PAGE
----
No. 729

264.1111–Vogeler, Robert A./4–951: Despatch

The Minister in Hungary (Davis) to the Department of State

No. 696
[Page 1450]

Subject: Vogeler Case

Memorandum of Conversation

Present: Undersecretary for Foreign Affairs Berei and the Minister

I called on Mr. Berei at 4:00 o’clock this afternoon by appointment at my request. He received me promptly and remarked with a wide grin that today the two of us were alone. I explained that my alter ego is in the United States. He offered no explanation for Sik’s absence. (This was as I had expected. It has been the experience of my Western colleagues and myself that Berei usually receives alone when the visitor is unaccompanied.) I opened the conversation by saying that I had now been back in Budapest four weeks but while I had wanted to see him, I had not wanted to take up his time until I had something concrete to say. Naturally I had used the opportunity provided by my presence in Washington for a full discussion of our various problems but as certain decisions had not been taken at the time of my departure I had awaited instructions. These had now come and I had something to say to him that I thought he would find of interest.

With reference to the question of radio interference I spoke in terms of Alternative A in the Department’s telegram 256 of March 271 and concluded that I assumed this action satisfactorily disposed of that crucial question.

Turning now to the question of the “so-called Royal Crown” I delivered verbatim the message contained in numbered paragraph III of the telegram referred to above. I went on immediately, speaking quite informally and as though it were of much less importance, to tell him, as outlined in numbered paragraph II of the Department’s telegram, that the United States would have to proceed to liquidate property other than cultural if an agreement were not reached by the end of this month.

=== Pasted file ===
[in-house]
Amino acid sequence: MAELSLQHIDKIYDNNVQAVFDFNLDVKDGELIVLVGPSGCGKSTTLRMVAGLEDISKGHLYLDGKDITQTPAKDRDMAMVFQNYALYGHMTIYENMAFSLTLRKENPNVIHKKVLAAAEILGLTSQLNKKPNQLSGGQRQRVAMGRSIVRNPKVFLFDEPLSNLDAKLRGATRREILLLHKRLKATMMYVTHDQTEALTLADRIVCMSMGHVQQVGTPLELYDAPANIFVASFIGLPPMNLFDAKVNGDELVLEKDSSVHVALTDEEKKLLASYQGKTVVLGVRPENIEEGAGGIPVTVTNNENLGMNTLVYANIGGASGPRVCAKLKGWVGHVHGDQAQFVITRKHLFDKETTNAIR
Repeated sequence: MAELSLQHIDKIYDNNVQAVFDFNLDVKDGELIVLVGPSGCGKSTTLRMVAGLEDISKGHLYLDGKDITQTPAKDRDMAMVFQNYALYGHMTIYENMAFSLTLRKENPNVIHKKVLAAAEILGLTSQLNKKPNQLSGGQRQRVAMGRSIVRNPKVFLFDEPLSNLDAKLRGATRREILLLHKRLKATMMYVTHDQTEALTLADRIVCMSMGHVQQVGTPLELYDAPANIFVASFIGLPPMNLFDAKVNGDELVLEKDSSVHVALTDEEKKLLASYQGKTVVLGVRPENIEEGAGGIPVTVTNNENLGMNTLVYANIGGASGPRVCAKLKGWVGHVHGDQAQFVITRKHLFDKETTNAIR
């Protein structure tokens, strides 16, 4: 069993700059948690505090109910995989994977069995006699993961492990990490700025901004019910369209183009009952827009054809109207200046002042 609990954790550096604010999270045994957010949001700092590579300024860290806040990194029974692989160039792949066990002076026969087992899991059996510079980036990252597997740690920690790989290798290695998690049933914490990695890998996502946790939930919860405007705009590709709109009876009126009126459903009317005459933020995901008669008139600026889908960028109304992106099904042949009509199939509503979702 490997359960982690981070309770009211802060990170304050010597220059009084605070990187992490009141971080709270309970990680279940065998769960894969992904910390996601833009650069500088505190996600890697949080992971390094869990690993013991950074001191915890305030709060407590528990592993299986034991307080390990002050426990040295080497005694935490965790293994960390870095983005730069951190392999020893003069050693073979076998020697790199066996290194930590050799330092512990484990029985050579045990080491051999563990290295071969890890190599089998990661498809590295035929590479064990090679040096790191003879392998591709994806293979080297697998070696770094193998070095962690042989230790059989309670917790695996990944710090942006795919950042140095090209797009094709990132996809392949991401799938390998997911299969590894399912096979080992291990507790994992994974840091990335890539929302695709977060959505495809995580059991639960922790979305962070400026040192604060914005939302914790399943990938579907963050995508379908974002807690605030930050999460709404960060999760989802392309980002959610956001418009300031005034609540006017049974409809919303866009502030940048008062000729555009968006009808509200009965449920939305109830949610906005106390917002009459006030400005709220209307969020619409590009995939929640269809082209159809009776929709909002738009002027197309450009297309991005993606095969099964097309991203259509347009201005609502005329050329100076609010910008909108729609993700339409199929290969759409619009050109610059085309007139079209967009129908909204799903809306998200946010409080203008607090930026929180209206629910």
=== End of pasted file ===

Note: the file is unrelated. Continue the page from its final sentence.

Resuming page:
When I finished what I had to say about the radio Berei indicated by a nod of the head that he was in fact aware of the action we had taken and that there was nothing more to be said on that subject. He also had no comments to make on the possibility of liquidation of property in Germany in the absence of an early agreement. As to the Crown, he said, of course, he could not make any comment until the matter had had the attention of his Government nor did he wish to enter into an argument with me but at first flush he found this standpoint of the American Government somewhat surprising. How did the Crown get into American hands? And [Page 1451] was there any question but that it was property of the Hungarian State? I replied that it came into American hands because it was surrendered to the American forces by Hungarian soldiers in uniform who were engaged in warfare against the United States and surrendered themselves, then delivered the Crown for safe-keeping. Of course it was Hungarian State property and it had been delivered by Hungarian officers. The point for him to remember was that it was not taken by force by German forces after January 20, 1945, which is the qualification of Hungarian State property subject to restitution. Berei seemed to treat this whole matter as somewhat of a joke and commented laughingly that the so-called Hungarian officers might have been Hungarian citizens but after January 20 they were under orders of the Nazis and hard to distinguish from them. I begged him to remember the wording of the treaty and said at any rate what I had told him was my Government’s decision. He laughed again and said he didn’t want to have a dispute with me; then becoming serious repeated that he would report to his Government at once and get in touch with me as soon as possible.